Despite Gloria Steinam’s and Jane Fonda’s attempt to ban Rush Limbaugh from the airwaves after his demeaning remark about a Georgetown law student and women in general, most Americans feel a narrowing of traditional gender gaps.
Allstate and the National Journal conducted a poll that explored the attitudes and experiences of men and women in their home, family and professional lives. Poll results show that most Americans believe having a majority of women in the workforce is an encouraging trend for the country, despite the trade-offs that both women and men must make to balance work and family.
More than half (56%) of American men and women consider gender diversity to have a positive impact on the economic health of the country, and 36% of men and 39% of women cite "a flexible work schedule to pursue outside interests and spend time with your family" as their first or second most important reason for working.
While full-time working women earn an average of 77 cents for every dollar earned by a man working full-time, the genders place different weights on the "best explanation" for the disparity. A total of 49% of women and 39% of men say the wage gap is caused by the fact that many women leave jobs, scale back their hours and/or dedicate more time than men to family care responsibilities. Only 27% of Americans cite gender discrimination as the best explanation for the wage gap. Overall, 79% of Americans (including 75% of women) who have held a job believe they can advance in the workplace regardless of gender.
"This poll shows that belief in the American dream remains strong notwithstanding our economic challenges," said Thomas J. Wilson, chairman, chief executive officer and president of Allstate. "Americans once again show their ability to have a sophisticated conversation around complicated issues such as gender, economics or race. Americans understand, as does Allstate, that diversity is a part of the American dream. They acknowledge that gains have been made in creating opportunity for women but that more can be done."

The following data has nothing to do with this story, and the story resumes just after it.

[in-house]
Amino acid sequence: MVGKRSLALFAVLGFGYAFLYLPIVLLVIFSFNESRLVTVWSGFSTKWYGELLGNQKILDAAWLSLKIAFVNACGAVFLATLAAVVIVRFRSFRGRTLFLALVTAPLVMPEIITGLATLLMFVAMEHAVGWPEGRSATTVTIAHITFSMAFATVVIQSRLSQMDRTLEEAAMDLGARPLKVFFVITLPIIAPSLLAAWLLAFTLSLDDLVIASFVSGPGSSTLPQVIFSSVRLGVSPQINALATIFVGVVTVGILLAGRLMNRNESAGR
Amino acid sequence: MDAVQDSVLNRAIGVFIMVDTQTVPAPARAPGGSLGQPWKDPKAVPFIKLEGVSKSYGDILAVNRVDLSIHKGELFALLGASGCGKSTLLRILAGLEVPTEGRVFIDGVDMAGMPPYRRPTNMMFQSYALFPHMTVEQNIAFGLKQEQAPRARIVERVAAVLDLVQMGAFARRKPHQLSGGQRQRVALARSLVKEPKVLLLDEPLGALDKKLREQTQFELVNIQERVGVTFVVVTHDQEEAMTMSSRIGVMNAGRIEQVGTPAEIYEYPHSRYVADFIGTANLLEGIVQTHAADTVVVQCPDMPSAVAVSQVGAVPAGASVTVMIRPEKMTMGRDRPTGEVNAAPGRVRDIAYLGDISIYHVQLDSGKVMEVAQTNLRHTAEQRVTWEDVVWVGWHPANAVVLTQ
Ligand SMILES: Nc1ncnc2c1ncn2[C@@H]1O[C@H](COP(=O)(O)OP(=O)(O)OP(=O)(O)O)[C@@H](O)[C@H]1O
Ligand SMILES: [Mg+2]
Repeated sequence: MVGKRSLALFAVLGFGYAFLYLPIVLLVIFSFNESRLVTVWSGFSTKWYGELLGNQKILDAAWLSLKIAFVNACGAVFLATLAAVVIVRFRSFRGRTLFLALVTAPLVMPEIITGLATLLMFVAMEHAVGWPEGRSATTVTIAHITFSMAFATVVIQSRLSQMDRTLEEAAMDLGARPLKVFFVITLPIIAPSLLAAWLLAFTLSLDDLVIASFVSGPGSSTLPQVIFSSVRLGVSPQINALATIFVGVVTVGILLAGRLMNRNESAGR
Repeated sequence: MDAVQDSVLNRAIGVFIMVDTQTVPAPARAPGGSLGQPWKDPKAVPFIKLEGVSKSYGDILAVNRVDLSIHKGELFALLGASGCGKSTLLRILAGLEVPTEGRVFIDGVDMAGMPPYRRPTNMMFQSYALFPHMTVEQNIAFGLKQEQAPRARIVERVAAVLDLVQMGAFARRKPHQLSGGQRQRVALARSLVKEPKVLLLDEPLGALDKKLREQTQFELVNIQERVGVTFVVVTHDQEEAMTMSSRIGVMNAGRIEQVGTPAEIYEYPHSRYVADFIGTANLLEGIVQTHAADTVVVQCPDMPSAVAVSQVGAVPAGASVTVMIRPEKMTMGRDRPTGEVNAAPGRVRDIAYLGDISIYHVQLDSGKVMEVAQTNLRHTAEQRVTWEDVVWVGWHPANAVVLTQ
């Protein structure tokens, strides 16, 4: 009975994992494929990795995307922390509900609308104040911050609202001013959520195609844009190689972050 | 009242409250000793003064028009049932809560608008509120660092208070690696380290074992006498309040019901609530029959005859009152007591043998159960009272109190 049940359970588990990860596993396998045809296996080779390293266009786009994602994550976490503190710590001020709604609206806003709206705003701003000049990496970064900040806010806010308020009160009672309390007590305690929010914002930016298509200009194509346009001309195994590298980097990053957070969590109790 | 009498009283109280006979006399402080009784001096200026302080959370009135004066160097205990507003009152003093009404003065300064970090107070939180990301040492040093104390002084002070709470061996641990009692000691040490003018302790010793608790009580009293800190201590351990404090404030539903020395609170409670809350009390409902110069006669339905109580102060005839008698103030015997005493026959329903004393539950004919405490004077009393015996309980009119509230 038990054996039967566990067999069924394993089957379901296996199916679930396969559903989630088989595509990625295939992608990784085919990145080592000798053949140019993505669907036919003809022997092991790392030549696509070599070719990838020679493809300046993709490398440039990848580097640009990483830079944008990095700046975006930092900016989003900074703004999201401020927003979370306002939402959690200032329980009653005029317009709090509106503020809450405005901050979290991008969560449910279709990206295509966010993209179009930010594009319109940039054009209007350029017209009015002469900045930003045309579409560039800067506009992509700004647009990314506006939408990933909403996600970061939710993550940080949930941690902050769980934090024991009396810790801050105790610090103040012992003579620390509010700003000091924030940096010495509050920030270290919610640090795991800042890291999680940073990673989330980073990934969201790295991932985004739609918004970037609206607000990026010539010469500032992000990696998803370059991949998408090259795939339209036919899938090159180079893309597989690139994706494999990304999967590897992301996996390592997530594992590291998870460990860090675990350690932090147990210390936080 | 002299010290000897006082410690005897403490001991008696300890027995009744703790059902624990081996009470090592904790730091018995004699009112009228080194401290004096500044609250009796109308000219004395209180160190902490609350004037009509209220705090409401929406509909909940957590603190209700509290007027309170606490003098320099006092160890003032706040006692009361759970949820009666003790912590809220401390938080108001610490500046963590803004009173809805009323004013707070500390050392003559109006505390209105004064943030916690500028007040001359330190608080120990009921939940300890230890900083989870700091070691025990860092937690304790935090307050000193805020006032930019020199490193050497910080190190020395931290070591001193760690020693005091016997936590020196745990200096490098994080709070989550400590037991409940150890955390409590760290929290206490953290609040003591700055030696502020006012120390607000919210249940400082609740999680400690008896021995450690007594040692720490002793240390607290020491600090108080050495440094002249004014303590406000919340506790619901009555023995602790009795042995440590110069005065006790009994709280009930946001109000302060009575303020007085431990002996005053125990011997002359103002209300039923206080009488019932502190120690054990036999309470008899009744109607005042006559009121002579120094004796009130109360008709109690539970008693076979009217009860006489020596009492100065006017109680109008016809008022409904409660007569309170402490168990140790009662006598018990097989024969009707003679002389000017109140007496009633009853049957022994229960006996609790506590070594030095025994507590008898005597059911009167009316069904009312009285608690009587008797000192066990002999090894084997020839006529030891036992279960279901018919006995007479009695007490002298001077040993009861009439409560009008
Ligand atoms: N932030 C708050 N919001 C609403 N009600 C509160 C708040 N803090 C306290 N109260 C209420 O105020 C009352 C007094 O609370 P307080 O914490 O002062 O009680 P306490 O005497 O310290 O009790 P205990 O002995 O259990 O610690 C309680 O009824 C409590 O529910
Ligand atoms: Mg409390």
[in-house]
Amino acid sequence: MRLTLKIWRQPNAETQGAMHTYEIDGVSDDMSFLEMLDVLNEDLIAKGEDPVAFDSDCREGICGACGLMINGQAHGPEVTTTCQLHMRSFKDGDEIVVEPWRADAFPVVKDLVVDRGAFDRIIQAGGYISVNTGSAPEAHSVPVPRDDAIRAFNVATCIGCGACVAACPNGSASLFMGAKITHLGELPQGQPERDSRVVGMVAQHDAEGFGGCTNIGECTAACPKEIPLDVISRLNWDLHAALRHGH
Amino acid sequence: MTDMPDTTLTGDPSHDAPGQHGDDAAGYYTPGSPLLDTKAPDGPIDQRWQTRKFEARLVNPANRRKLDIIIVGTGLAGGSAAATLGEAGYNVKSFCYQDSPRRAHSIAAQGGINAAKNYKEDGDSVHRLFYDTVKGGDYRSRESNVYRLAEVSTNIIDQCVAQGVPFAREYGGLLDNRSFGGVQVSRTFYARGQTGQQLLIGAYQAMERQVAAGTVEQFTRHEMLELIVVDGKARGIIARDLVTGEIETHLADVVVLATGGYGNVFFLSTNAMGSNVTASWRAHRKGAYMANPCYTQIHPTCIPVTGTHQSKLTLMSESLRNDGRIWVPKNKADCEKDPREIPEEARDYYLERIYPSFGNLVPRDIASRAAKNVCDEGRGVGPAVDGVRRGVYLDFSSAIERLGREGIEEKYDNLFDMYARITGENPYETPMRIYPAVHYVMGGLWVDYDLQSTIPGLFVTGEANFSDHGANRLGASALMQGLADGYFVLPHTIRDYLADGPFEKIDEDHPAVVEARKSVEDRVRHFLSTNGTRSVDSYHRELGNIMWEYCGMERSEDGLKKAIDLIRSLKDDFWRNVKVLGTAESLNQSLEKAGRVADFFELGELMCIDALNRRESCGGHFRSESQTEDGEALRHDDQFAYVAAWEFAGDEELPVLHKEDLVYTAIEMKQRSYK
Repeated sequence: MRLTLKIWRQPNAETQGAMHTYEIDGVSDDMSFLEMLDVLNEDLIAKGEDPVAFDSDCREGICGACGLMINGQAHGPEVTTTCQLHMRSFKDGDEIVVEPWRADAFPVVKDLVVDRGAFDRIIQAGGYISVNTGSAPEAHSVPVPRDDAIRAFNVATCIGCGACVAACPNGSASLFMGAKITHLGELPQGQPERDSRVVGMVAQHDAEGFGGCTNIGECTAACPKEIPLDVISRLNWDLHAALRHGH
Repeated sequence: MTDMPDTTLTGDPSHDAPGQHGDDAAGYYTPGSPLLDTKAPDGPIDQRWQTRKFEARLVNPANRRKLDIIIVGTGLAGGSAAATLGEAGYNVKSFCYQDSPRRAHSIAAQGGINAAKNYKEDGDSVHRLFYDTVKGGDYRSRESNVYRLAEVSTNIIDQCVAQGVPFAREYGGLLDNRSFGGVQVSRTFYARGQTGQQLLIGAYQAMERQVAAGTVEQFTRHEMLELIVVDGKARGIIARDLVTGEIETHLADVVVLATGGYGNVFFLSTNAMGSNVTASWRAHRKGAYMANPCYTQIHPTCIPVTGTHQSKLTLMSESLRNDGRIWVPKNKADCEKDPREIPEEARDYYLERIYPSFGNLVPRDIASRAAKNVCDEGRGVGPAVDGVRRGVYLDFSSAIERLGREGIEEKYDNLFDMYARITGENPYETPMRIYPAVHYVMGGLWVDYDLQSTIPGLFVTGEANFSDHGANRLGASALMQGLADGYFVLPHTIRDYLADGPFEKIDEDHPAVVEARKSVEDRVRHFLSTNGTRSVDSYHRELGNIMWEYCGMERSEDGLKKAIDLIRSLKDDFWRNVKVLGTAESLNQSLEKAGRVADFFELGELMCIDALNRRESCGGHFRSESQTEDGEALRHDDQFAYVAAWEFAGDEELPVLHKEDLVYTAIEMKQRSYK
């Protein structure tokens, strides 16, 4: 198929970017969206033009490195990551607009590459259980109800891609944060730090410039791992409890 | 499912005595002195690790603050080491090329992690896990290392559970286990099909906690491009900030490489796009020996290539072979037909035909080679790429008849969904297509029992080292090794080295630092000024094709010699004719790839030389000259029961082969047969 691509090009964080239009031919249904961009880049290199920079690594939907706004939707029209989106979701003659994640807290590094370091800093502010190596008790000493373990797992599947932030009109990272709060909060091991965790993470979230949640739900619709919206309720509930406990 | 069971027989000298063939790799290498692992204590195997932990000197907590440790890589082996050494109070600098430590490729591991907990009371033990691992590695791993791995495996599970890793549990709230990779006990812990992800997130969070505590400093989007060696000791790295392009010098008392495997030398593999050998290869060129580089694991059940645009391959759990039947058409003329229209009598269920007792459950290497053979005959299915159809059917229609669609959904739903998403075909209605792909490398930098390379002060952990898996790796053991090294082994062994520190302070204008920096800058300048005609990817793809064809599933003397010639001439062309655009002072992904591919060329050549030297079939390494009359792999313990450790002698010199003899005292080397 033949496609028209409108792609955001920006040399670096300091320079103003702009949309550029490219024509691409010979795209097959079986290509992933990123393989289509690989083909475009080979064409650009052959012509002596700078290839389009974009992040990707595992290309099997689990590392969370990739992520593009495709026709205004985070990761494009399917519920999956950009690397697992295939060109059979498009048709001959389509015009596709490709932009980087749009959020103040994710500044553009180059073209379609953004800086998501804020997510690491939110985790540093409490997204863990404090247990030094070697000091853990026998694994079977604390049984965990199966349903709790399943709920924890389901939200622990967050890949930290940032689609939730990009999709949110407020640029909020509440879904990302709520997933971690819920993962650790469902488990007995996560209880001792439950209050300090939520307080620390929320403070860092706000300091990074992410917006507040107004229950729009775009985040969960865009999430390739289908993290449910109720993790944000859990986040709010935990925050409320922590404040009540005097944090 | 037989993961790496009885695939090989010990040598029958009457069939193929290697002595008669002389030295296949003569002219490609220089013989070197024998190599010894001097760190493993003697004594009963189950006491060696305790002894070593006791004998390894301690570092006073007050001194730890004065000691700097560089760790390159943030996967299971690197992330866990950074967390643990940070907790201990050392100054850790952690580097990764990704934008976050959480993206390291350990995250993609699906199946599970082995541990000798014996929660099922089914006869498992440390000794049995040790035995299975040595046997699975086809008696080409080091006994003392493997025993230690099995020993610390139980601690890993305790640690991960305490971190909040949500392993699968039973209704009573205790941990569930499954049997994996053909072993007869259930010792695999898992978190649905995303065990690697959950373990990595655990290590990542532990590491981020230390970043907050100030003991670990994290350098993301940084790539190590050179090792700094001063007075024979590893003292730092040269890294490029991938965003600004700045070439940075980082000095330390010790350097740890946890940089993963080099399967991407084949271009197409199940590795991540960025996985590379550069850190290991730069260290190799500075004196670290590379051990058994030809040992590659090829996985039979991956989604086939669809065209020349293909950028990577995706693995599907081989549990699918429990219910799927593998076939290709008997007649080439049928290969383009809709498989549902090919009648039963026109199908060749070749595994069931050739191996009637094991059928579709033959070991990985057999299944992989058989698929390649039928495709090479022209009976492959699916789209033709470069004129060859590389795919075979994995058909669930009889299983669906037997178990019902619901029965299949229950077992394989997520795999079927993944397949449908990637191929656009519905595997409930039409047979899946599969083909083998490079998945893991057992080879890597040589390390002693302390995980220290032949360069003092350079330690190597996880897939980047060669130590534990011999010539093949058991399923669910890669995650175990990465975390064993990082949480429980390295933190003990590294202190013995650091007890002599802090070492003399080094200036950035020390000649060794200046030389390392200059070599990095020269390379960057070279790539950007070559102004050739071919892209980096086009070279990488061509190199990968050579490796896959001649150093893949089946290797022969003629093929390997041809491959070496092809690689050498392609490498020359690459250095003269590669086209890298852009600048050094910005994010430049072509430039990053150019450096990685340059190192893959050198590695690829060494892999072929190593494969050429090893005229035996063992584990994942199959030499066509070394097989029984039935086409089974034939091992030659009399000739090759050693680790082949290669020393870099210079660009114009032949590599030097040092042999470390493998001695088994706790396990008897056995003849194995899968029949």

Fewer than half (48%) of all Americans¬¬ and only 40% of women believe that men and women have equal opportunity to advance in the workplace. Conversely, more than two-thirds of women say they have more opportunity than their mothers did to get ahead in society, while only 45% of men say they have more opportunity than their fathers.
"Despite the persistence of the wage gap and some continued doubts about equal opportunity, the most powerful sentiment among women in this poll is a sense of doors opening, especially when compared with previous generations," said National Journal editorial director Ronald Brownstein. "Even as both men and women wrestle with balancing their home and work responsibilities, the poll found that the era of 'mommy wars' between working and stay-at-home mothers is being replaced by women who are comfortable shifting between the two roles, at a pace and proportion that they control."
Key findings from the 12th Allstate-National Journal Heartland Monitor Poll (PDF) include:
1) Americans generally believe that the change to a majority-female workforce is encouraging and will have a positive impact on the country, but there are wide differences between age groups.
• A total of 56% of Americans believe the changing gender makeup of American workers is "encouraging and it will have a positive impact on the country because the economy will benefit from a workforce that represents more of the unique talents and skills offered by women."
• Conversely, 32% believe the change is "troubling and it will have a negative impact on the country because it reflects a shift away from the traditional family structure where women could devote more time to raising children and running the household."
• Opinions dramatically differ by age group, with 74% of those aged 18-29 saying the change is encouraging, but only 41% of those age 65+ agreeing.